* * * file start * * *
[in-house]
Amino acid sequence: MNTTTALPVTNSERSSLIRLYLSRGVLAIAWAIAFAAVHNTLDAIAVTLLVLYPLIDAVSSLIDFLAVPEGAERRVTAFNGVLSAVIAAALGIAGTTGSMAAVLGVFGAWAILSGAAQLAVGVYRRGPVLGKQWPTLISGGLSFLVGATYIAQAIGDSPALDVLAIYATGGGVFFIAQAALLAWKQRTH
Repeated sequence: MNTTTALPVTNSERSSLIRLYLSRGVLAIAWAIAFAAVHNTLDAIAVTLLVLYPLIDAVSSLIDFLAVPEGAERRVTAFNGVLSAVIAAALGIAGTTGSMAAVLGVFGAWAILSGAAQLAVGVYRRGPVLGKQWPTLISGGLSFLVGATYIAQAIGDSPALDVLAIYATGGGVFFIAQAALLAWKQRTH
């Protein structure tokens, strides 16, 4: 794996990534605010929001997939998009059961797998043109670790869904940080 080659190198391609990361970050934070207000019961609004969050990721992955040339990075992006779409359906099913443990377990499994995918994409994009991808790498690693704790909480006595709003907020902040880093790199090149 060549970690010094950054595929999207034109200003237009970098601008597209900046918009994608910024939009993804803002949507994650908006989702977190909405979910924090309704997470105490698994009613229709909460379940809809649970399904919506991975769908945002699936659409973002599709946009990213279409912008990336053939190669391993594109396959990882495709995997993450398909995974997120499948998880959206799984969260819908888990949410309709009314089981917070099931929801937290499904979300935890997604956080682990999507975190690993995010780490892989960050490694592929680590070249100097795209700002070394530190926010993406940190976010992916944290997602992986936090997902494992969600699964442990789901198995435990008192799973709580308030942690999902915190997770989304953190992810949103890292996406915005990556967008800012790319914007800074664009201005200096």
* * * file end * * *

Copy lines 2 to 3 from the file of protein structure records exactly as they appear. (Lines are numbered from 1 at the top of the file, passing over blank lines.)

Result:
Amino acid sequence: MNTTTALPVTNSERSSLIRLYLSRGVLAIAWAIAFAAVHNTLDAIAVTLLVLYPLIDAVSSLIDFLAVPEGAERRVTAFNGVLSAVIAAALGIAGTTGSMAAVLGVFGAWAILSGAAQLAVGVYRRGPVLGKQWPTLISGGLSFLVGATYIAQAIGDSPALDVLAIYATGGGVFFIAQAALLAWKQRTH
Repeated sequence: MNTTTALPVTNSERSSLIRLYLSRGVLAIAWAIAFAAVHNTLDAIAVTLLVLYPLIDAVSSLIDFLAVPEGAERRVTAFNGVLSAVIAAALGIAGTTGSMAAVLGVFGAWAILSGAAQLAVGVYRRGPVLGKQWPTLISGGLSFLVGATYIAQAIGDSPALDVLAIYATGGGVFFIAQAALLAWKQRTH